Court of Appeals of Texas, Second District, Fort Worth
OZO CAPITAL, INC., BILTMORE FUNDING II, LLC, AND DFI-OTH, LLC APPELLANTS
VANCE SYPHERS AND CHRIS EDENS APPELLEES
THE 48TH DISTRICT COURT OF TARRANT COUNTY TRIAL COURT NO.
WALKER, MEIER, and BIRDWELL, JJ.
appeal from the trial court's order granting the special
appearance of nonresident appellees Vance Syphers and Chris
Edens, appellants OZO Capital, Inc., Biltmore Funding II, LLC
(Biltmore II), and DFI-OTH, LLC contend that the trial court
erred by determining (1) that it did not have general or
specific jurisdiction over Syphers, or specific jurisdiction
over Edens, and (2) that exercising jurisdiction over both
appellees would offend traditional notions of fair play and
substantial justice. Because we conclude that the trial court
did not err by concluding that exercising jurisdiction over
appellees would violate federal due process guarantees, we
December 2013, Texas resident Mark Hyland and Florida
resident Greg Wright encouraged Texas resident Tim Fleet to
purchase a pool of mortgage loans for the sole purpose of
reselling them. The three created Biltmore II, a Texas
limited liability company, to buy and sell the pool. Biltmore
II's managing member is NTex Realty, LP, a Texas limited
partnership owned by Fleet. The other members of Biltmore II
are OZO, a Florida corporation whose principal is Wright, and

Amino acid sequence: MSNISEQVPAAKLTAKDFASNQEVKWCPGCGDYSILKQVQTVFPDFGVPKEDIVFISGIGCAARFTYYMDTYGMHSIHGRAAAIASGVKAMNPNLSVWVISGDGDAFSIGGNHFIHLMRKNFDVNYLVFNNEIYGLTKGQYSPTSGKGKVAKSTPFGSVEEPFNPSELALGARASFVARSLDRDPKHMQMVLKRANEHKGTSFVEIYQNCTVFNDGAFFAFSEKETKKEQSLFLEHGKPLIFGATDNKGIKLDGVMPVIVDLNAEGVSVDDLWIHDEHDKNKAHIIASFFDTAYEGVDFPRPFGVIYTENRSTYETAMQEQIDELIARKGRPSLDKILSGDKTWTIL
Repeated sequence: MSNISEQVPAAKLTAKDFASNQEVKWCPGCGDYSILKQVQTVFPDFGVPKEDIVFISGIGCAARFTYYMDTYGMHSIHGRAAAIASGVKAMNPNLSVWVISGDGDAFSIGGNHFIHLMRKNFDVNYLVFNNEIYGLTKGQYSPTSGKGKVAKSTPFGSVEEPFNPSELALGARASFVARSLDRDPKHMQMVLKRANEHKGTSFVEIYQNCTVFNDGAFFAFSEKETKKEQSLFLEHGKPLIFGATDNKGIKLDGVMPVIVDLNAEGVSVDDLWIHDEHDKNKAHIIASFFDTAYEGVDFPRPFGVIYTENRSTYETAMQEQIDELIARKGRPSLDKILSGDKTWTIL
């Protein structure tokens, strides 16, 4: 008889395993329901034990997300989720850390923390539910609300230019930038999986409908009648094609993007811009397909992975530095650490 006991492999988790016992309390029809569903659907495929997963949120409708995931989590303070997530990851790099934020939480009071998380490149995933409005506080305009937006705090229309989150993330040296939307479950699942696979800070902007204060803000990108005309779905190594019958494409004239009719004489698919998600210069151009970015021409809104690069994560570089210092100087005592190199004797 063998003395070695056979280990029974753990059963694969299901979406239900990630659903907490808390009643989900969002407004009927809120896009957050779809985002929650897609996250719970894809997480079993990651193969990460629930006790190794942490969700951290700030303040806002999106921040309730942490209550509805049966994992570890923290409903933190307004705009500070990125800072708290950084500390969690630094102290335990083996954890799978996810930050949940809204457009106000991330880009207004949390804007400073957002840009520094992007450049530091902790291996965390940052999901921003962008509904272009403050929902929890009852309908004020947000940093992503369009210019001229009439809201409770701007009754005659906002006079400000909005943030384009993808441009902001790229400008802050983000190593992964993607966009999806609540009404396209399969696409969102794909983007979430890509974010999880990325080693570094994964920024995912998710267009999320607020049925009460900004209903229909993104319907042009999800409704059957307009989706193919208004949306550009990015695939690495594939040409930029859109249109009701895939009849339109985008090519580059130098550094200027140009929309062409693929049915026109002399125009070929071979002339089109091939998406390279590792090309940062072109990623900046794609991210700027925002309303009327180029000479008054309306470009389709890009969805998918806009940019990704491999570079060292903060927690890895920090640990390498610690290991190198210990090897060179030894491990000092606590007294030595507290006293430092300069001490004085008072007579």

DFI-OTH, a Texas limited liability company whose principal is
Hyland. Fleet funded Biltmore II with a $1.7 million
contribution, but Hyland and Wright did not contribute any
funds to Biltmore II. The company is structured so that
Fleet, through NTex Realty, will receive the return of his
initial $1.7 million investment from any money paid to
Biltmore II before making any distributions to OZO or
began working on a deal to sell Biltmore II's pool to 3
Star Properties, along with two other note pools: one owned
by TM Property Solutions, LLC (TMPS), in which Hyland owns a
fifty percent interest, and another owned by Biltmore
Funding, LLC, a company controlled by Wright. While 3 Star
was negotiating its purchase of the three loan pools, it
entered into an agreement to sell a large group of loans from
each of the three pools to SED Holdings, LLC, a North
Carolina limited liability company, for around $13.8 million.
Syphers is the managing member of SED, and Edens was both a
member and the president.